How to Avoid Strategic Self-Sabotage

 
 
By Dennis McCafferty  |  Posted 11-26-2015 Email
 
 
 
 
 
 
 
 
 
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    How to Avoid Strategic Self-Sabotage
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    How to Avoid Strategic Self-Sabotage

    Self-defeating traits can stifle and prevent IT teams from accomplishing strategic objectives—but there is hope for those with counter-productive tendencies.
  • Previous
    Insisting on Doing Everything Through Channels
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    Insisting on Doing Everything Through Channels

    Strict by-the-book policies can't accommodate the current pace of business and tech changes. Establish best practices while allowing teams members, especially those who combine good judgment with high performance, freedom to make on-the-spot decisions.
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    Talking as Frequently as Possible and at Great Length
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    Talking as Frequently as Possible and at Great Length

    Cultivate an atmosphere in which participants get to the point during meetings and move on. Repetitive discussions that drag on for hours will dull mental edge and energy.
  • Previous
    Referring All Matters to Committees
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    Referring All Matters to Committees

    Good ideas often die in committees, as the diluting of accountability results in a lack of personalized, take-charge action. Appoint a single person to own every proposal and set concrete deadlines for response.
  • Previous
    Bringing Up Irrelevant Issues as Frequently as Possible
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    Bringing Up Irrelevant Issues as Frequently as Possible

    Those who insist upon introducing irrelevant priorities, problems and processes will send their colleagues off in unproductive directions. Align all action steps with direct, desired outcomes.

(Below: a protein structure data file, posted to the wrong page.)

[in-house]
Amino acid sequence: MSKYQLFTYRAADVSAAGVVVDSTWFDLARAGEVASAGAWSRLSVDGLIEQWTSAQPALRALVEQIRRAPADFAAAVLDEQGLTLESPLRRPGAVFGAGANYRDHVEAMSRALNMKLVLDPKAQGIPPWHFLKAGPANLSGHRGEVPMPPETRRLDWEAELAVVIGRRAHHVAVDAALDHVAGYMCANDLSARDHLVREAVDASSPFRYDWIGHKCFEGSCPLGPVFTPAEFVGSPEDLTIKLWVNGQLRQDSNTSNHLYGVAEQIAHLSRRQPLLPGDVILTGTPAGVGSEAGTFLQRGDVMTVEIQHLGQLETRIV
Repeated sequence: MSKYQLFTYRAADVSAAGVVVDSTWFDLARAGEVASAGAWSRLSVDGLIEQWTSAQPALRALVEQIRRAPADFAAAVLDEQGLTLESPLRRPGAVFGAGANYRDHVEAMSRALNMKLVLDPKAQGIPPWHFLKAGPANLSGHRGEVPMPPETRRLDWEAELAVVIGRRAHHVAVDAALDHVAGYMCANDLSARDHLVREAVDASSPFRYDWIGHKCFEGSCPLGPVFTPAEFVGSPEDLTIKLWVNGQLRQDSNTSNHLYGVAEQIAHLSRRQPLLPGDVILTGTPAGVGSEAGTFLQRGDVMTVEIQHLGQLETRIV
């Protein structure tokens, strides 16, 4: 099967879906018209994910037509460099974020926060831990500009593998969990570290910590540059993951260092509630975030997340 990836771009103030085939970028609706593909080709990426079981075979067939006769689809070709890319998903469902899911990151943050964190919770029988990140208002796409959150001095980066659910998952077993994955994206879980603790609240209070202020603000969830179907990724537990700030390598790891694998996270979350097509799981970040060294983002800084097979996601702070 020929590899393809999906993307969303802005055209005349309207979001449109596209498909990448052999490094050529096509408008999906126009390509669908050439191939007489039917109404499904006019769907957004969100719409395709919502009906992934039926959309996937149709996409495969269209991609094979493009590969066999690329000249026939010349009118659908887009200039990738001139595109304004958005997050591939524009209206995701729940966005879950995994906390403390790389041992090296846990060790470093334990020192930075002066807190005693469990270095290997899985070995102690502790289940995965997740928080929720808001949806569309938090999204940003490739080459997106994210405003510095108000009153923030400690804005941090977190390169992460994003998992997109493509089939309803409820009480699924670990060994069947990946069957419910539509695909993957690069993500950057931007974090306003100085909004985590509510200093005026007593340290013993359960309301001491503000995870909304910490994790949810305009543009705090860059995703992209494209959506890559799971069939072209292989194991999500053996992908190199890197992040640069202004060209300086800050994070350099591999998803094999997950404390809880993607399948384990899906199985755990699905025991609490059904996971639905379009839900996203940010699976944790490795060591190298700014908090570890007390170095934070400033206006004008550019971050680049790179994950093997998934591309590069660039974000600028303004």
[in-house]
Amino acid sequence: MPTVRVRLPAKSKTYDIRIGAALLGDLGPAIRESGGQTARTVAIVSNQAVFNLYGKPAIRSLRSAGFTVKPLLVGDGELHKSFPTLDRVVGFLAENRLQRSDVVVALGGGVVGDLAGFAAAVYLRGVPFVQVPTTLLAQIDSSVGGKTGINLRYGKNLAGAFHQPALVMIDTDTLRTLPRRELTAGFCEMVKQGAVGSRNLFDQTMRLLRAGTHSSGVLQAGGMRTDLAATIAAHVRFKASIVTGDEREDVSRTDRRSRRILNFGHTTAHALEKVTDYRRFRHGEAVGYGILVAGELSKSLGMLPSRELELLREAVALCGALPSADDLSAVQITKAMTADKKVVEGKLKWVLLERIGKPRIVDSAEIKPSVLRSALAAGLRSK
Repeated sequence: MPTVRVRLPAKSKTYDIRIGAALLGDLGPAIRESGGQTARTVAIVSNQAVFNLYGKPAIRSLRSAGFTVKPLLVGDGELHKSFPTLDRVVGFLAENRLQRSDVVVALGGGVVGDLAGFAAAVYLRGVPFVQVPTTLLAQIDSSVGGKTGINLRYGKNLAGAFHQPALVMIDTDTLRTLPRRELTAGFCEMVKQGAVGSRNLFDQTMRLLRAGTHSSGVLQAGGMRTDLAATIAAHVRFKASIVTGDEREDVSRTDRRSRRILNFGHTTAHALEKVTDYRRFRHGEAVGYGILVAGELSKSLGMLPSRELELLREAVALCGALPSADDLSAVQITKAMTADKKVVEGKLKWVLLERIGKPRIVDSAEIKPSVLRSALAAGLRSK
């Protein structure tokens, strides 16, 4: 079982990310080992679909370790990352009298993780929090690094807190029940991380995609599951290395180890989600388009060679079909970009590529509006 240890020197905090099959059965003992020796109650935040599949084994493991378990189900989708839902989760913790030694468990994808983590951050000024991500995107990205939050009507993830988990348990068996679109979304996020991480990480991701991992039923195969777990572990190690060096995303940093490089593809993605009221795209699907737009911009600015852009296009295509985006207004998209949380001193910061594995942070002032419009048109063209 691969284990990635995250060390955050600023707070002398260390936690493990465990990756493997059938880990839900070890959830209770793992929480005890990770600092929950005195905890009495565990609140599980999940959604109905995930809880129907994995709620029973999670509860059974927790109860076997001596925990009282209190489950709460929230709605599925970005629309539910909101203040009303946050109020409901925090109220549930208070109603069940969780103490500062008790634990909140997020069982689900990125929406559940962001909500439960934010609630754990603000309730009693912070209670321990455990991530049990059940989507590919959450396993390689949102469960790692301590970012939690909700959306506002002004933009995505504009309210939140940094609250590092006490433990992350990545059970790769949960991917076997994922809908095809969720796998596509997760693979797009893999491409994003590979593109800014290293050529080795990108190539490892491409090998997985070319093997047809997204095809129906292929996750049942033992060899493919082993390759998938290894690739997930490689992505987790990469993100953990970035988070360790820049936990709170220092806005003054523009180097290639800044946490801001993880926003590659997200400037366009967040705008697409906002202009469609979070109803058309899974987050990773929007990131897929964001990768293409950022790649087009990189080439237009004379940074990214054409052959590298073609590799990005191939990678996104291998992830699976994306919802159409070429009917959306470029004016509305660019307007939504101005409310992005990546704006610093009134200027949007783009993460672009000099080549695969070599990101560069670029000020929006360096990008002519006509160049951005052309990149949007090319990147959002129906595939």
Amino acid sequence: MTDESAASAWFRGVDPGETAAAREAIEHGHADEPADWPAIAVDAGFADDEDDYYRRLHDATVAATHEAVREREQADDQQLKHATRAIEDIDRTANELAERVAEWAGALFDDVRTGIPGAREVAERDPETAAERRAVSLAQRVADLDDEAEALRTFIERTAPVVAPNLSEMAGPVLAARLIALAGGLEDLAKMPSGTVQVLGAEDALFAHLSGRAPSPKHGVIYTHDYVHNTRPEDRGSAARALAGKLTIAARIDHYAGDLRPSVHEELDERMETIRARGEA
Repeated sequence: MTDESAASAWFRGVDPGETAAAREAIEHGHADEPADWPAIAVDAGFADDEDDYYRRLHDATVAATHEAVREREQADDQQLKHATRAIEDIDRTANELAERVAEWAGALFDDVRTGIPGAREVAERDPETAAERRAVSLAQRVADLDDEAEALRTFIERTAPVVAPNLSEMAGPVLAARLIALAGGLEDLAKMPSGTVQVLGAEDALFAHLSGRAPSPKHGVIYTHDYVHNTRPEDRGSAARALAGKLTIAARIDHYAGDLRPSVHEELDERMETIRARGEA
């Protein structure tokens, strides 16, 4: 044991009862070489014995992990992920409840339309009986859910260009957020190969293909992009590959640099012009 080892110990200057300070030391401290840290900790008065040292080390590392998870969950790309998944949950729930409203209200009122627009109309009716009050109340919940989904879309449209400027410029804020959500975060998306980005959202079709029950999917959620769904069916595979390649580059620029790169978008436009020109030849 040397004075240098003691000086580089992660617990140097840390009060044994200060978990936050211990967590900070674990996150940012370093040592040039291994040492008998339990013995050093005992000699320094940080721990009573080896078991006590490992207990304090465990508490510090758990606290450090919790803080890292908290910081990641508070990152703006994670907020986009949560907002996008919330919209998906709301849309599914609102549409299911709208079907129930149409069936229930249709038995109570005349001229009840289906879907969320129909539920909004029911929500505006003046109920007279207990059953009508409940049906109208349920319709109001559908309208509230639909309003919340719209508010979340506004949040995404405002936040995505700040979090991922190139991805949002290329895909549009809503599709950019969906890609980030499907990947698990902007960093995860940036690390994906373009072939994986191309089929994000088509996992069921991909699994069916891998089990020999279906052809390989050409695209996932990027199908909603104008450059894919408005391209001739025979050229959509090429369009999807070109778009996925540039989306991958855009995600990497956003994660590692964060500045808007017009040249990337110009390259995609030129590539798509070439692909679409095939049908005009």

• Previous
    Haggling Over the Precise Wording of Communications
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    Haggling Over the Precise Wording of Communications

    In written communications, attention to details matters. But don't let this paralyze team members, lest the pursuit of perfection becomes "the enemy of the good."
  • Previous
    Referring Back to Matters Decided Upon at the Last Meeting
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    Referring Back to Matters Decided Upon at the Last Meeting

    Re-opening debate over decided matters conveys weaknesses in your leadership, while making involved team members feel resentful over being "overruled." Stick to decisions, but incorporate enough flexibility to adjust to unforeseen events.
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    Urging Colleagues to Be Reasonable and Avoid Haste
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    Urging Colleagues to Be Reasonable and Avoid Haste

    In the old days, "haste makes waste." Today, haste makes for disruptive impact. So move quickly with informed, calculated direction.
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    Questioning the Propriety of Any Decision by Asking, ‘Is This Our Call?’
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    Questioning the Propriety of Any Decision by Asking, ‘Is This Our Call?’

    Eliminate ambiguity over roles and needed outcomes, so team members are empowered to identify opportunities and act upon them.
 

Do you have a saboteur within your IT team? Or are you doing such damage yourself—without being aware of it? The recent book, Simple Sabotage: A Modern Field Manual for Detecting and Rooting Out Everyday Behaviors that Undermine Your Workplace (HarperOne/available now), addresses these possibilities by identifying self-defeating professional traits/situations that can stifle, sidetrack and otherwise prevent work teams from accomplishing strategic objectives. Authors Robert M. Galford, Bob Frisch and Cary Greene base their "simple sabotages" upon a field manual that the Office of Strategic Services (OSS) issued in 1944. (The OSS was the predecessor of the Central Intelligence Agency.) The manual elaborated upon sabotage methods intended to demoralize the enemy. The authors make a convincing case that these tactics are alive and well within corporate America today—even if the guilty parties (and, yes, you may be among them) bear no ill-intent. In many cases, the counter-productive behaviors are simply the outcome of benign but still unfortunate cultural dynamics and personal shortcomings. Our presentation of eight, selected sabotaging actions—along with ways to overcome them—are adapted from the book. Galford is managing partner of the Center for Leading Organizations. Frisch is managing partner of the Strategic Offsites Group, while Greene is a partner with Strategic Offsites Group.

 
 
 
 
 
Dennis McCafferty is a freelance writer for Baseline Magazine.

 
 
 
 
 
 

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